“Gender should be a key consideration of future policies for Aboriginal and Torres Strait Islander peoples as impacts of public policy are often gendered, and have the potential to either perpetuate inequality or advance gender equity”.
According to the Aboriginal Gender Study — conducted by the Aboriginal Health Council South Australia (AHCSA).
Dominic Guerrera, Courtney Hammond and Dr Gabbie Zizzo presented the findings of the Aboriginal Gender Study at the
AHCSA investigated contemporary understandings of gender, gender roles, and gender equity in three Aboriginal communities in South Australia.
They used culturally safe and relevant approaches and applied Indigenous research methodologies which defined Aboriginal people as experts in their own lives.
Yarning circles were held with 49 community members between 2017 and 2018, across a range of age and gender identities in metropolitan and regional sites.
Understandings of gender were diverse and have changed through generations, the report said. The understandings ranged from biological to a complex social and cultural concept.
The study also found that within the communities:
- Strong Aboriginal men were defined by their knowledge of culture and identity, and their ability to share it with family and community. ‘Good fathers’, ‘hard workers’, and ‘providers’ were also regarded as strong men.
- Strong Aboriginal women were seen as influential and connected to culture. They self-identified as resilient and survivors, particularly older women.
- Strong cultural identity was defined in terms of reciprocity, such as sharing resources, caring for family and giving back to the community.
- Parents, community members and peers had the strongest influence over children and young people when learning about gender roles and norms.
- Both men and women were seen as nurturers in the family. However, some women thought most family responsibilities were held by women, such as child rearing, emotional support and domestic duties. Young men and some older women viewed child rearing as shared.
- Connection to family and culture was regarded important to life and integral to resilience. Loss of connections and limited support networks were difficult for men and women. Men were thought to have less support, and government policies, intergenerational trauma and ongoing effects of colonisation cause their loss of place in the community.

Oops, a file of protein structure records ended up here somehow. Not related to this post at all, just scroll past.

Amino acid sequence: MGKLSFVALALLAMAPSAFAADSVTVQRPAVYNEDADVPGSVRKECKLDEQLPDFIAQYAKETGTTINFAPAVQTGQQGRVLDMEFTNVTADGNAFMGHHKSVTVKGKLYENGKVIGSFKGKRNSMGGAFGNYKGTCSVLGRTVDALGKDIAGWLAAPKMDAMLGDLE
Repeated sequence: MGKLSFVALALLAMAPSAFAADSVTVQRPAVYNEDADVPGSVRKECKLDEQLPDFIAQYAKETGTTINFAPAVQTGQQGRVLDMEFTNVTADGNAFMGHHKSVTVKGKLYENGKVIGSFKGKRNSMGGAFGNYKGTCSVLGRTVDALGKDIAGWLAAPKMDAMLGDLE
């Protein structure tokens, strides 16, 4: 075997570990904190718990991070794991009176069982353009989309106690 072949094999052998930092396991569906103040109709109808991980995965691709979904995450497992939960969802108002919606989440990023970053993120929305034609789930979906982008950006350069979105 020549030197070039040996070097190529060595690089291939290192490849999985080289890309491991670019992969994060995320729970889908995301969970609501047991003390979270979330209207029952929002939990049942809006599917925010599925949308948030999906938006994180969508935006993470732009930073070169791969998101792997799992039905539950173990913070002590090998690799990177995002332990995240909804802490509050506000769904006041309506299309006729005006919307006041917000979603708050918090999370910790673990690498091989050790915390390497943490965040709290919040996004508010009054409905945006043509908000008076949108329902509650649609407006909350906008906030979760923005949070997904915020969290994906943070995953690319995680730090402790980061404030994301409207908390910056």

- Expression of emotions was gendered, and difficult for men.
- Experiences of racism were commonly reported and reflected gendered stereotypes, transphobia and homophobia within and outside of the community.
- The language around ‘gender equity’ was rarely used, but its principles were widely accepted. For example, when discussing fairness they spoke of equal partnerships and shared responsibilities. Many agreed these responsibilities may differ for women and men. Reciprocity plays a key role in many Aboriginal cultures and value systems, and instilling responsibility from an early age is important. This contrasts with Western understandings of gender equity, which focus on individual rights to power, resources, and employment issues, the report said.
- Gender equity appeared to only be aspirational at times. There were contradictory findings on shared family roles, for example.
Suggestions for researchers and policymakers
Strategies to attain gender equity and self-determination must be developed by Aboriginal and Torres Strait Islander Peoples, the report said.
This recognises that “Aboriginal people often face many forms of marginalisation and discrimination that intersect and can multiply inequity”.
Health and community services should incorporate Aboriginal LGBTQ awareness training, designed and delivered by Aboriginal people, to provide information and support in a safe and inclusive environment.
Community services and spaces for Aboriginal men to safely discuss emotions and seek support must be expanded. This includes services that are built on a foundation of strengths, rather than addiction or grief, to promote connections between men and community.
Existing strategies addressing family violence in communities must acknowledge the unique experiences of LGBTQ people.
Services and safe spaces for Aboriginal LGBTQ people to connect in the community are needed to reduce isolation, counteract homophobia and promote cultural connections.
Gendered experiences should be considered in policy and programs that aim to improve the health, social and emotional wellbeing for Aboriginal and Torres Strait Islander peoples.
Community awareness strategies developed with Aboriginal people are needed to promote understanding of gender influence, counteract racial and gender stereotypes, and promote positive Aboriginal male, female and gender diverse role models.
These are needed for Aboriginal and non-Indigenous communities, the report said.
The following needs further research:
- Perceived gender roles, expression and equity, undertaken as a national research project. It should be inclusive of many Aboriginal and Torres Strait Islander groups, such as Elders, LGBTQ peoples and different language groups, to reflect diverse experiences.
- Gendered, cultural and collective aspects of Aboriginal resilience, such as self-care tools, engagement of men and women in cultural revitalisation and the connections between individual and community resilience.
- Raising awareness of the experiences and needs of LGBTQ peoples, and their contribution to culture and community.